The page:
Cholangiogram using percutaneous cholecystostomy may be facilitated with the increased maneuverability to aid in cannulation of tortuous cystic bile ducts. A steerable microcatheter (SMC) can be a viable option to traverse difficult anatomy or other obstructive diseases, as described for percutaneous nephrostomy, previously [7]. Moreover, using an SMC without using a guidewire can significantly shorten procedure time as well as reduce radiation time [8]. The case presented describes a technique utilizing an SMC to catheterize the cystic duct and perform diagnostic cholangiography of the common bile duct.

Technical Report

A 65-year-old African-American female presented to the emergency department with pancreatitis, elevated bilirubin, and history of calculous cholecystitis. Six weeks prior to current admission, a cholecystostomy was performed with planned laparoscopic cholecystectomy. The patient had contraindications to MRCP testing due to a pacemaker as well as contraindication to ERCP due to history of Roux-en-Y gastric bypass. Due to her history of cholelithiasis with pancreatitis and a rising bilirubin, there was clinical suspicion of choledocholithiasis, prompting need for cholangiography. Thus, diagnostic cholangiography was indicated and planned to be performed, with entry point utilizing the current cholecystostomy. Cholecystogram had been performed by introducing a bolus of contrast into the existing cholecystostomy access one week prior to admission and demonstrated the cystic duct to be obstructed. To avoid putting the patient through a lengthy and challenging PTC, an SMC was used to catheterize the cystic duct. Scout images demonstrated the drainage catheter in the gallbladder fossa (Figure 1).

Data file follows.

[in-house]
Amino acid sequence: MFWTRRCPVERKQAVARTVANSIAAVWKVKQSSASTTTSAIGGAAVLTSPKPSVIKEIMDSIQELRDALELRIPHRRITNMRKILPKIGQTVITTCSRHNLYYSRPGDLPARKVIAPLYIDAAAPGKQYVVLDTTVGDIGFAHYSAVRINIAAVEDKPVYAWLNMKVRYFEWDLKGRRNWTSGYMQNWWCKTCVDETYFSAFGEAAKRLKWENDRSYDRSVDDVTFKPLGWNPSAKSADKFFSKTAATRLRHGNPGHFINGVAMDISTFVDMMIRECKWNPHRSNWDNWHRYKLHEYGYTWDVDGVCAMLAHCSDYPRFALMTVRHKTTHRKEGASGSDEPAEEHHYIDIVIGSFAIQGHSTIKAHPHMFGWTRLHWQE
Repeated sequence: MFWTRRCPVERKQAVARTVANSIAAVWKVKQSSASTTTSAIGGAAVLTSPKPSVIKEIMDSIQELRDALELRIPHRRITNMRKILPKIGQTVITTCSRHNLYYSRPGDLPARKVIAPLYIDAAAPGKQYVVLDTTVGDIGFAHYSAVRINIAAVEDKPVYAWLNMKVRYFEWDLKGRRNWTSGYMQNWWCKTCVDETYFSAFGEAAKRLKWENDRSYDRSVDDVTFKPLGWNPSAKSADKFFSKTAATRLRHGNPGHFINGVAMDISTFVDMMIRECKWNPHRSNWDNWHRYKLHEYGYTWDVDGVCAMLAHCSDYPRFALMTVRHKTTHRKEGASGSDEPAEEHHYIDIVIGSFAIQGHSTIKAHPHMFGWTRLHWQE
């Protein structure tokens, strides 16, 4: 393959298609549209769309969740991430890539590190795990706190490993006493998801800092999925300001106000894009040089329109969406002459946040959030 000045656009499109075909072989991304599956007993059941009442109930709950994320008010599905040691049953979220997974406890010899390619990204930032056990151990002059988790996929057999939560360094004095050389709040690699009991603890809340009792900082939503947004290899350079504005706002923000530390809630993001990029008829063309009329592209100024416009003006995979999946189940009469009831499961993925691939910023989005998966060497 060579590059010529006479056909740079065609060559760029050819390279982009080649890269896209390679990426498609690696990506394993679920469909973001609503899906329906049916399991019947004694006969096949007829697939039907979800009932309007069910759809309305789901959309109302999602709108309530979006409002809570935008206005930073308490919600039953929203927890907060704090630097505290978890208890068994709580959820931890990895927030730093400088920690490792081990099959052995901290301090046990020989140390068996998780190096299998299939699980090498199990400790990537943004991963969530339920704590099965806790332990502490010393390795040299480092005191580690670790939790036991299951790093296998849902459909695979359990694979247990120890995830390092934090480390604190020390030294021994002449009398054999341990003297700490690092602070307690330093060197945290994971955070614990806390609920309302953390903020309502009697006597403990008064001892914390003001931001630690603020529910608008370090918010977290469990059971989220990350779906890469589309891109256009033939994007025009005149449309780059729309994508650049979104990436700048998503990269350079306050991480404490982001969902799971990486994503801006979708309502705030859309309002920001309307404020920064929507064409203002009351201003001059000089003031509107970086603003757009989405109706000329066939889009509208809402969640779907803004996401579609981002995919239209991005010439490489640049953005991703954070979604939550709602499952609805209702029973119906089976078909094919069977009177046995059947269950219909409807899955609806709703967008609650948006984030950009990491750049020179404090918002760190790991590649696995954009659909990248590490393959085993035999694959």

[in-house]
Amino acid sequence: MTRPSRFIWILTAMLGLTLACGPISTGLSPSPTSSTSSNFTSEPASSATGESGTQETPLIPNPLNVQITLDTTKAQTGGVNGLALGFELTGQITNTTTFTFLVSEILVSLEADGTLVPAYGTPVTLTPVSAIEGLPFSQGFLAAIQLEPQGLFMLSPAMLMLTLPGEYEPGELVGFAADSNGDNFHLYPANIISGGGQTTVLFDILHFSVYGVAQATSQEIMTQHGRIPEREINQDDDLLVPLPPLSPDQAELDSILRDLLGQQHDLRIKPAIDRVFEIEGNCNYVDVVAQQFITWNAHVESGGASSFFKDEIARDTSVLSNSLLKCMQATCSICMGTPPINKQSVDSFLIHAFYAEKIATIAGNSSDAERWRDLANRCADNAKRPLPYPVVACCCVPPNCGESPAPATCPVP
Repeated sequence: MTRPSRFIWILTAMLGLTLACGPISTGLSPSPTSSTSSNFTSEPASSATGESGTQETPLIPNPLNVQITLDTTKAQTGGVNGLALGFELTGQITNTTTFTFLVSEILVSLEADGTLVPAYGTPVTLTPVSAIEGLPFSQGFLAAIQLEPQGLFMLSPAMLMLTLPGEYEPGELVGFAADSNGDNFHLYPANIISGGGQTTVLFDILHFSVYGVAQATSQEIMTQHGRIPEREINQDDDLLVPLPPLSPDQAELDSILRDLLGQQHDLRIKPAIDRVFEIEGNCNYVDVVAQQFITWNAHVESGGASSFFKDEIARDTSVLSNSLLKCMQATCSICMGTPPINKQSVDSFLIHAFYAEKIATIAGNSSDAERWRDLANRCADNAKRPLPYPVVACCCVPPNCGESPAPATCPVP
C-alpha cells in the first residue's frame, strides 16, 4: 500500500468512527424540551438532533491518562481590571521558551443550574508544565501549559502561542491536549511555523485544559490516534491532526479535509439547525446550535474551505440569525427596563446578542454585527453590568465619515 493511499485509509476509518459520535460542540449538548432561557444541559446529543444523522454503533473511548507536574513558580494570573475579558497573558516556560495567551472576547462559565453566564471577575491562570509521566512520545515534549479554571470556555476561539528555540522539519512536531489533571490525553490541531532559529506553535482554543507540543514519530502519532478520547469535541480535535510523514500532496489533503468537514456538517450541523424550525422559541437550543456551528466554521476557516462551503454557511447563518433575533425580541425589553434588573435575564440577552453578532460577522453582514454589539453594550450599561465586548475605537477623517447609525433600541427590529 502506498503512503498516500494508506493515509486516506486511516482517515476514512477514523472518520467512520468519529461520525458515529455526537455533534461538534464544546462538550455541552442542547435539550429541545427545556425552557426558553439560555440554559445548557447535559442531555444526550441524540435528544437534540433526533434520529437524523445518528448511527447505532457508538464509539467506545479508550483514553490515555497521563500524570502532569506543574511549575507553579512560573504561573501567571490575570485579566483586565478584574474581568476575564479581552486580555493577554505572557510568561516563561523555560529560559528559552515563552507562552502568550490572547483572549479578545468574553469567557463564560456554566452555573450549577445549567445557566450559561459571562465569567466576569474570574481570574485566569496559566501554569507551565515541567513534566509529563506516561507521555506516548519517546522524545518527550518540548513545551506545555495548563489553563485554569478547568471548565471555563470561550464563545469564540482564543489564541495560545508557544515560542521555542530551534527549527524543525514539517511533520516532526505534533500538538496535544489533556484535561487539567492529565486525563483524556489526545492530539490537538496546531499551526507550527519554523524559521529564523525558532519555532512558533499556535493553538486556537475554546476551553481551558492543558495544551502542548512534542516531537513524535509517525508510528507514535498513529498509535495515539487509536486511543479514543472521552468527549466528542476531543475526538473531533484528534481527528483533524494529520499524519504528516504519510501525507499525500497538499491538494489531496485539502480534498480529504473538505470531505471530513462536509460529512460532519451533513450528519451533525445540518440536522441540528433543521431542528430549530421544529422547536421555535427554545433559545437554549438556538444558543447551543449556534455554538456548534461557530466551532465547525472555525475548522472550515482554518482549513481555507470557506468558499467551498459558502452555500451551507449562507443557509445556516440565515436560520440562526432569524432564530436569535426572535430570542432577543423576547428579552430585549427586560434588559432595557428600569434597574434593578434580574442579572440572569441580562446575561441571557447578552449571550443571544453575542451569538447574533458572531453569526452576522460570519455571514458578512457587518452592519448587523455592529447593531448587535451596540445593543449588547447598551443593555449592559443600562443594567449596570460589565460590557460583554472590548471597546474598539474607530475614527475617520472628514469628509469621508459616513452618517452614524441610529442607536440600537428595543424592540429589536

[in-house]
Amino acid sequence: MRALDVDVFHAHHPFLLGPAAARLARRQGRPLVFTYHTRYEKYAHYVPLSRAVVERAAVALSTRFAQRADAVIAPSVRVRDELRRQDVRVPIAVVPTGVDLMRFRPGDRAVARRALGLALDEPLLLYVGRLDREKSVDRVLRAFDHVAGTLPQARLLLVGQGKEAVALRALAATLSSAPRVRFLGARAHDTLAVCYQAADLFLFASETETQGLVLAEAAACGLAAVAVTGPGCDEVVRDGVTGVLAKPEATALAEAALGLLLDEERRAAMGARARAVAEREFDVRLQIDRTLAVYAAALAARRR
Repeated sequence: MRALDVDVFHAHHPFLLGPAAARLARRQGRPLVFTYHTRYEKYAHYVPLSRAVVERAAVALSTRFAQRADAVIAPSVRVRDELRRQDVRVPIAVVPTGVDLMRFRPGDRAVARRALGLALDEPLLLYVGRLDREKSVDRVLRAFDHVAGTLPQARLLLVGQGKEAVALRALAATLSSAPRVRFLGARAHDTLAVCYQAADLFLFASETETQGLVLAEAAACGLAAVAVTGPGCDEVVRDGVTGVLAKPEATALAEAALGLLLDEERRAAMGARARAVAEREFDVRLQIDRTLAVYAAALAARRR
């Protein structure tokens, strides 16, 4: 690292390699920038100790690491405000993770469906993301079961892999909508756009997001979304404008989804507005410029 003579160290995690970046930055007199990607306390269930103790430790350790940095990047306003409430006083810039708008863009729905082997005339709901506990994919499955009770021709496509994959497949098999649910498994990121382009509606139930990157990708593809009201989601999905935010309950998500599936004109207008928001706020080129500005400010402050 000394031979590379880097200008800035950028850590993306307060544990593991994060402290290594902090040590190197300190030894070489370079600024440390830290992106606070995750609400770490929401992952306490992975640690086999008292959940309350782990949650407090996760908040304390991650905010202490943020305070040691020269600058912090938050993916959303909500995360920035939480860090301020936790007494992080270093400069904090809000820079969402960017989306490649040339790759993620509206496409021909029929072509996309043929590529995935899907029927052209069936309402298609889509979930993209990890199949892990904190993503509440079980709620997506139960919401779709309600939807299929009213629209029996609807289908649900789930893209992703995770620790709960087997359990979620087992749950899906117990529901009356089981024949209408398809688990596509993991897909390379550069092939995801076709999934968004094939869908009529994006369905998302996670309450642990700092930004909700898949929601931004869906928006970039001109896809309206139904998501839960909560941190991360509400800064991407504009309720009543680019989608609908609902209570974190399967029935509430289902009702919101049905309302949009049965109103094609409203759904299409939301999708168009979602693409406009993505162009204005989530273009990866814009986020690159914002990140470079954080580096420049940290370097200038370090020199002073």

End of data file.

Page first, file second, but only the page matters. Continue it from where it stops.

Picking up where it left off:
Contrast was instilled through the patient’s current cholecystostomy tube. This demonstrated multiple filling defects representing choleliths without filling of the cystic duct (Figure 2).


A guidewire was advanced through the tube and coiled within the gallbladder. A five French Kumpe catheter was then advanced over the wire and used to catheterize the orifice of the cystic duct. However, contrast injection showed no opacification of the remainder of the cystic duct (Figure 3). While maintaining this guidewire in place, the previously placed tube was removed.


A SwiftNINJA SMC (Merit Medical, South Jordan, UT) was advanced through the five French catheter, and steering the flexible tip, the proximal cystic duct was quickly accessed and catheterized (Figure 4).


Thereafter, the SMC was advanced midway through the cystic duct, by using the dial to adjust the angle of the tip and follow the anatomy seen on fluoroscopy. The cystic duct was opacified using intermittent contrast injection. Additional oblique views demonstrated the orifice of the cystic duct and common bile duct to be opacified (Figure 5).


No filling defects are seen within the cystic duct or common bile duct. Tapering of the distal common bile duct just before the sphincter of Oddi is seen in Figure 6, likely representing external compression, without evidence of choledocholithiasis.


The SMC was removed, and a wire was advanced through the five French catheter and coiled within the gallbladder. A new drainage catheter was advanced over the wire and the distal tip was formed within the gallbladder lumen. Contrast material instilled through this new tube and imaging obtained showed appropriate position of the drainage catheter. Final imaging showed contrast filling the cystic duct, common bile duct, and parts of the duodenum (Figure 7).